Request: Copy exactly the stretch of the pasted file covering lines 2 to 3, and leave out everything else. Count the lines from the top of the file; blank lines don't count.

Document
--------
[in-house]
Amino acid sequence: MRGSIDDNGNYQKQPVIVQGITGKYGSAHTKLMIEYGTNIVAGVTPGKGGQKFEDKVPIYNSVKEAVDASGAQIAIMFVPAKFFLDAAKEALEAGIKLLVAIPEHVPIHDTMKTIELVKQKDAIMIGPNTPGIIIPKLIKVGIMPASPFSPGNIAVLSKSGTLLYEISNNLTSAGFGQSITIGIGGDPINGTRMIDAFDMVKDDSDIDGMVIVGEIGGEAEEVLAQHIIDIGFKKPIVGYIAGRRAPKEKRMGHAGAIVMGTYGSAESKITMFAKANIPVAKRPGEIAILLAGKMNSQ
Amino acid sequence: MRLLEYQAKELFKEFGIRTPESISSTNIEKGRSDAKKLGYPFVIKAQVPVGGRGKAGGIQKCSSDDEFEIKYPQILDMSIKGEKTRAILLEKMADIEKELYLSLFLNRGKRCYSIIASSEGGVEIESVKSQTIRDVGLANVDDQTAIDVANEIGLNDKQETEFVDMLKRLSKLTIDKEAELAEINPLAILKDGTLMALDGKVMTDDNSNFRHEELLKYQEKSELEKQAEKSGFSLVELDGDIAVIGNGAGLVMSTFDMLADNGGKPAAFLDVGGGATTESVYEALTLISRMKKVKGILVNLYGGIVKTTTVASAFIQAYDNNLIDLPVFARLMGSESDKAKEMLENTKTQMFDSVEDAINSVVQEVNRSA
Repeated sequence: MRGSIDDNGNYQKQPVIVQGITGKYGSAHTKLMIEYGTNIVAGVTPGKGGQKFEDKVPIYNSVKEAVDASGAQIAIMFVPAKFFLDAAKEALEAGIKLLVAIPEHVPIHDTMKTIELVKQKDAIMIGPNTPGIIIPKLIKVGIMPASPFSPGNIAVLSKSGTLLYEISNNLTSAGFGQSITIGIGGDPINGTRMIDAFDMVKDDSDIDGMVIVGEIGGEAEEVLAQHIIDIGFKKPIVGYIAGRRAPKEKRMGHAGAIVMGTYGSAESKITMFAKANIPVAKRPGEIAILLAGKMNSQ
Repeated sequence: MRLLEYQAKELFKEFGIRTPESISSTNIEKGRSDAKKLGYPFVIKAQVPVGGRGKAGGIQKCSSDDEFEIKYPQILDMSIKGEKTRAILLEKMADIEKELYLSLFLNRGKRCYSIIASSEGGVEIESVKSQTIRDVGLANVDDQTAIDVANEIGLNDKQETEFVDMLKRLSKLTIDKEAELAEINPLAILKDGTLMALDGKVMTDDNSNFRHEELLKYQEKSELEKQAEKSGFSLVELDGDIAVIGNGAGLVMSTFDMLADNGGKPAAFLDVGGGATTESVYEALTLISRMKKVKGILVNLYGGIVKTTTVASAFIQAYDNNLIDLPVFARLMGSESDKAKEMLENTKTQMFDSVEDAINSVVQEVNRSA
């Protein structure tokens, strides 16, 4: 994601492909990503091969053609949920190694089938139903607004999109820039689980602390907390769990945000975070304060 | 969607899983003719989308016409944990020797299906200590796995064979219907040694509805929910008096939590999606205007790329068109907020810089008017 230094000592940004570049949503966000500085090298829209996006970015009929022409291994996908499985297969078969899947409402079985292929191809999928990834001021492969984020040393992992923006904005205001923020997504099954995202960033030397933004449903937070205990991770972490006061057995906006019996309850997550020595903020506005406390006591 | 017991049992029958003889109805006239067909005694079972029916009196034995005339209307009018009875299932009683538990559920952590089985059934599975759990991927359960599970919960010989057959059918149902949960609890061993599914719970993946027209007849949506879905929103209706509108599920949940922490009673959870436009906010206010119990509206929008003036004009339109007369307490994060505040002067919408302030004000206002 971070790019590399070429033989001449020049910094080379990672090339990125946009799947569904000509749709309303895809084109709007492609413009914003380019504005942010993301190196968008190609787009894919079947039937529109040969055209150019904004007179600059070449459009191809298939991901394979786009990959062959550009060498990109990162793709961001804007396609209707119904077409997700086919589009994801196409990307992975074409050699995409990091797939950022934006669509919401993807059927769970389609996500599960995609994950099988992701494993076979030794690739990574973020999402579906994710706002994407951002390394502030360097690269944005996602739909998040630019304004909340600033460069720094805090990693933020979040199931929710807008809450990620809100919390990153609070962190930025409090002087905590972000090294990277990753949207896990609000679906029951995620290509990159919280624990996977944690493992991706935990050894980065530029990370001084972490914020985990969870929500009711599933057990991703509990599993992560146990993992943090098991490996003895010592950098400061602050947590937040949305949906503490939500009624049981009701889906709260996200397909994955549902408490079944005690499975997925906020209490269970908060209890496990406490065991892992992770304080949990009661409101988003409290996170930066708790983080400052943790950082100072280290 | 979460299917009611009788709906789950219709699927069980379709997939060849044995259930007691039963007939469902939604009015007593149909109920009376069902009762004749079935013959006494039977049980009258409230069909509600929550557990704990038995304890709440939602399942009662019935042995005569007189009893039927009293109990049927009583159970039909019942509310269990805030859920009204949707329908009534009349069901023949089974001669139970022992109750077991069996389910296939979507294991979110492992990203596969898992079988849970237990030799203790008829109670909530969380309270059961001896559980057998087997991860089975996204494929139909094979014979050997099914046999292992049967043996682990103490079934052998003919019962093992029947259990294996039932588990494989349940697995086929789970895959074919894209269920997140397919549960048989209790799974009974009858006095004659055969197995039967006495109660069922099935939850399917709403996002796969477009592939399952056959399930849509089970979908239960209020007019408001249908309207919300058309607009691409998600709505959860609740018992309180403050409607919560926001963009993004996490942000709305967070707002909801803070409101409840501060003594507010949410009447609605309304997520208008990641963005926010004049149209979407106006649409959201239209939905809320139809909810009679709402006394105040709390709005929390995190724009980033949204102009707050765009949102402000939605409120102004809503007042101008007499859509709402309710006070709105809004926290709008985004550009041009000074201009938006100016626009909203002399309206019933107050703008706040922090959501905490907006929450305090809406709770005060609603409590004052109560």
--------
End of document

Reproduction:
Amino acid sequence: MRGSIDDNGNYQKQPVIVQGITGKYGSAHTKLMIEYGTNIVAGVTPGKGGQKFEDKVPIYNSVKEAVDASGAQIAIMFVPAKFFLDAAKEALEAGIKLLVAIPEHVPIHDTMKTIELVKQKDAIMIGPNTPGIIIPKLIKVGIMPASPFSPGNIAVLSKSGTLLYEISNNLTSAGFGQSITIGIGGDPINGTRMIDAFDMVKDDSDIDGMVIVGEIGGEAEEVLAQHIIDIGFKKPIVGYIAGRRAPKEKRMGHAGAIVMGTYGSAESKITMFAKANIPVAKRPGEIAILLAGKMNSQ
Amino acid sequence: MRLLEYQAKELFKEFGIRTPESISSTNIEKGRSDAKKLGYPFVIKAQVPVGGRGKAGGIQKCSSDDEFEIKYPQILDMSIKGEKTRAILLEKMADIEKELYLSLFLNRGKRCYSIIASSEGGVEIESVKSQTIRDVGLANVDDQTAIDVANEIGLNDKQETEFVDMLKRLSKLTIDKEAELAEINPLAILKDGTLMALDGKVMTDDNSNFRHEELLKYQEKSELEKQAEKSGFSLVELDGDIAVIGNGAGLVMSTFDMLADNGGKPAAFLDVGGGATTESVYEALTLISRMKKVKGILVNLYGGIVKTTTVASAFIQAYDNNLIDLPVFARLMGSESDKAKEMLENTKTQMFDSVEDAINSVVQEVNRSA